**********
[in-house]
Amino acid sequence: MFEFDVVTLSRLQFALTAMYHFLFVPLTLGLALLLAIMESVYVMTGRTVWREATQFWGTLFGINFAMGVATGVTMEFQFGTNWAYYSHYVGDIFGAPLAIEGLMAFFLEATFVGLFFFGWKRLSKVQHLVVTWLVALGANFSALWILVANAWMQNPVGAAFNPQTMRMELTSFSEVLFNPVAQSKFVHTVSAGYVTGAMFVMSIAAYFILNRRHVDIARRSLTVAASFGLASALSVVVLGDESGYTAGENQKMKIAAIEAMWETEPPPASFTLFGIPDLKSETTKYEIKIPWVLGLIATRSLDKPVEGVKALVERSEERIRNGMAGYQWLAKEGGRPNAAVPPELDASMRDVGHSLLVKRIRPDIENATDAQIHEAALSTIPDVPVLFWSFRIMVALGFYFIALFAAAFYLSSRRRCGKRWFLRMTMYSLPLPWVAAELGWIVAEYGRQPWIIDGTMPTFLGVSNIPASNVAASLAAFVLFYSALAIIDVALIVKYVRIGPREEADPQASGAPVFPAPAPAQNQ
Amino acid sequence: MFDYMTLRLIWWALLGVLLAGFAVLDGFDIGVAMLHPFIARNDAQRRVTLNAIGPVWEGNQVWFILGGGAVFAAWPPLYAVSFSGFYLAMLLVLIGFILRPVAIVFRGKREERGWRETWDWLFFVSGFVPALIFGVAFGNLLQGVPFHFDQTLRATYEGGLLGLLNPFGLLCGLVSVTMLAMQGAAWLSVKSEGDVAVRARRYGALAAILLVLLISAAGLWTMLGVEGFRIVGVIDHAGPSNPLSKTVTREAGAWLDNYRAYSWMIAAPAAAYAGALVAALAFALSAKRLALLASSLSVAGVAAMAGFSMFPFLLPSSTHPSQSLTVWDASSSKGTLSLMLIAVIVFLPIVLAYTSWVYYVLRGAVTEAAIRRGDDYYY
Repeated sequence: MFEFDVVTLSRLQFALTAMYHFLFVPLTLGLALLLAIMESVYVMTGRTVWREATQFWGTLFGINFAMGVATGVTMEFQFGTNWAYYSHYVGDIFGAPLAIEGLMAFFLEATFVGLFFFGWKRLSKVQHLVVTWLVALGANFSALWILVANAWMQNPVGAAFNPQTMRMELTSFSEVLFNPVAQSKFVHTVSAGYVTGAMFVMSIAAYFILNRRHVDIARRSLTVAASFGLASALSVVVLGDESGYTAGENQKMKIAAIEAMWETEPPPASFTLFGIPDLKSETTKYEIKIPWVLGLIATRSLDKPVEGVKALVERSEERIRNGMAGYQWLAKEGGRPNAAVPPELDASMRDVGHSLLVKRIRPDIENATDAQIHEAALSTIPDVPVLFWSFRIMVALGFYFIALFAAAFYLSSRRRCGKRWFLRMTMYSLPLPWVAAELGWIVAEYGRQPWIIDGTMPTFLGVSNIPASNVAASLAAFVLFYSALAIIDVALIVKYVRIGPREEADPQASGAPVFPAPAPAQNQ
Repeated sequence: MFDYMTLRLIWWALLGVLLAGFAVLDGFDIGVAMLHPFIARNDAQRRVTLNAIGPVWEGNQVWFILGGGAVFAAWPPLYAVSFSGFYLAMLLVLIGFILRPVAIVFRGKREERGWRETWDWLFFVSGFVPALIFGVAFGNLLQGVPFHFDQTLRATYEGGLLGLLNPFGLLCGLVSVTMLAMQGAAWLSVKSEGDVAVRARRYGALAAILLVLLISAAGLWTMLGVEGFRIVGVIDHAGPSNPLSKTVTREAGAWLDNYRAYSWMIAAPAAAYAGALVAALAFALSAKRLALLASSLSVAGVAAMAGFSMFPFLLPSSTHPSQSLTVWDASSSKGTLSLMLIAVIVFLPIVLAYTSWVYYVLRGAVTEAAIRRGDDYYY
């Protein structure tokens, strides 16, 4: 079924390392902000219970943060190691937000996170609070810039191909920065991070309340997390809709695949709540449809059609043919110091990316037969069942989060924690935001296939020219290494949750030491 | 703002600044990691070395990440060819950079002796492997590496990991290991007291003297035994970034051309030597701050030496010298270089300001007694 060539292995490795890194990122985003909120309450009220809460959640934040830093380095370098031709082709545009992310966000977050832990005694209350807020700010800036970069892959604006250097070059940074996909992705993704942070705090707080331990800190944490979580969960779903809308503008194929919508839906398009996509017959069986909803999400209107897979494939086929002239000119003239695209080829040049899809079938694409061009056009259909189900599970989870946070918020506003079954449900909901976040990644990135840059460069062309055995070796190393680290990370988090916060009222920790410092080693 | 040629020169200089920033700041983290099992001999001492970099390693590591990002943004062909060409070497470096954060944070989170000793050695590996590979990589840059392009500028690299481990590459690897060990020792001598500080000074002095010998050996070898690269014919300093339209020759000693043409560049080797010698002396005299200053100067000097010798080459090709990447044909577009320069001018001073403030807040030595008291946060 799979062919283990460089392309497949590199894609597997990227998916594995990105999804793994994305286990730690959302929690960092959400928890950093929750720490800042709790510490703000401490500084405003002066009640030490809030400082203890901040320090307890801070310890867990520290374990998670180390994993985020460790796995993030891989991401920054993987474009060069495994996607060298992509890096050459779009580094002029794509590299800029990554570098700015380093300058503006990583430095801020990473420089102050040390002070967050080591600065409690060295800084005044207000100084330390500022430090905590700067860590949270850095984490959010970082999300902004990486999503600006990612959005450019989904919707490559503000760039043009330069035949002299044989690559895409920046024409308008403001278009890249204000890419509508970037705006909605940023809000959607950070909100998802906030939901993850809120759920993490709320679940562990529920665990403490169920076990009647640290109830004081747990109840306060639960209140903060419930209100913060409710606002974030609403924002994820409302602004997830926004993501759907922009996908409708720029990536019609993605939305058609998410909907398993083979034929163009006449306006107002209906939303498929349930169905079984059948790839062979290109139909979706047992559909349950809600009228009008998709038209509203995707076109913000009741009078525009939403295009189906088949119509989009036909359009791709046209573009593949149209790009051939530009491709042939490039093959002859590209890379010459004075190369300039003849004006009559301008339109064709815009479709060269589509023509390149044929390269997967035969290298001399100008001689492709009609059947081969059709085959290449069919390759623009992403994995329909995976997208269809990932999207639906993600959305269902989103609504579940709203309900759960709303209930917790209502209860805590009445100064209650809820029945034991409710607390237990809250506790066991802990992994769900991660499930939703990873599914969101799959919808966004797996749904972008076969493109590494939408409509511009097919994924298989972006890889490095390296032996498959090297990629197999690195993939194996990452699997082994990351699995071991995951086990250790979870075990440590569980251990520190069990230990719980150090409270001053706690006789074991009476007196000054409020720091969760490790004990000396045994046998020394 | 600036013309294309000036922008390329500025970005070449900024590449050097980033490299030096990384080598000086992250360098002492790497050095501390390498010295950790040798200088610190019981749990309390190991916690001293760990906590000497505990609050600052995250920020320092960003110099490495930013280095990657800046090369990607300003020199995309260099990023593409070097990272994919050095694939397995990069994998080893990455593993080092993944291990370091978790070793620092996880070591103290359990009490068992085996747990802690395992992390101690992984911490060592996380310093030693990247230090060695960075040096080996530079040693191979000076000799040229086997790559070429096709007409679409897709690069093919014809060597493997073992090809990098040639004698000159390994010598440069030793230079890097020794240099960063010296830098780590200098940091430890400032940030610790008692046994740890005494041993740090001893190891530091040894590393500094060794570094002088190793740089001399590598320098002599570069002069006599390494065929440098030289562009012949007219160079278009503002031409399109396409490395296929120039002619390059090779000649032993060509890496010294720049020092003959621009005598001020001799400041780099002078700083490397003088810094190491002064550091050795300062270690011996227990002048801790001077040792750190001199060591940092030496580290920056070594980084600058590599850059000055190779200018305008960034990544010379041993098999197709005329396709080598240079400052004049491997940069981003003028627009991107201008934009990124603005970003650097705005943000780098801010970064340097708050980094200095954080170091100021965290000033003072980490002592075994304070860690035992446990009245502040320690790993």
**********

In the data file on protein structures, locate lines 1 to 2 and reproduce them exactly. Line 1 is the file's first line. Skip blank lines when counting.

[in-house]
Amino acid sequence: MFEFDVVTLSRLQFALTAMYHFLFVPLTLGLALLLAIMESVYVMTGRTVWREATQFWGTLFGINFAMGVATGVTMEFQFGTNWAYYSHYVGDIFGAPLAIEGLMAFFLEATFVGLFFFGWKRLSKVQHLVVTWLVALGANFSALWILVANAWMQNPVGAAFNPQTMRMELTSFSEVLFNPVAQSKFVHTVSAGYVTGAMFVMSIAAYFILNRRHVDIARRSLTVAASFGLASALSVVVLGDESGYTAGENQKMKIAAIEAMWETEPPPASFTLFGIPDLKSETTKYEIKIPWVLGLIATRSLDKPVEGVKALVERSEERIRNGMAGYQWLAKEGGRPNAAVPPELDASMRDVGHSLLVKRIRPDIENATDAQIHEAALSTIPDVPVLFWSFRIMVALGFYFIALFAAAFYLSSRRRCGKRWFLRMTMYSLPLPWVAAELGWIVAEYGRQPWIIDGTMPTFLGVSNIPASNVAASLAAFVLFYSALAIIDVALIVKYVRIGPREEADPQASGAPVFPAPAPAQNQ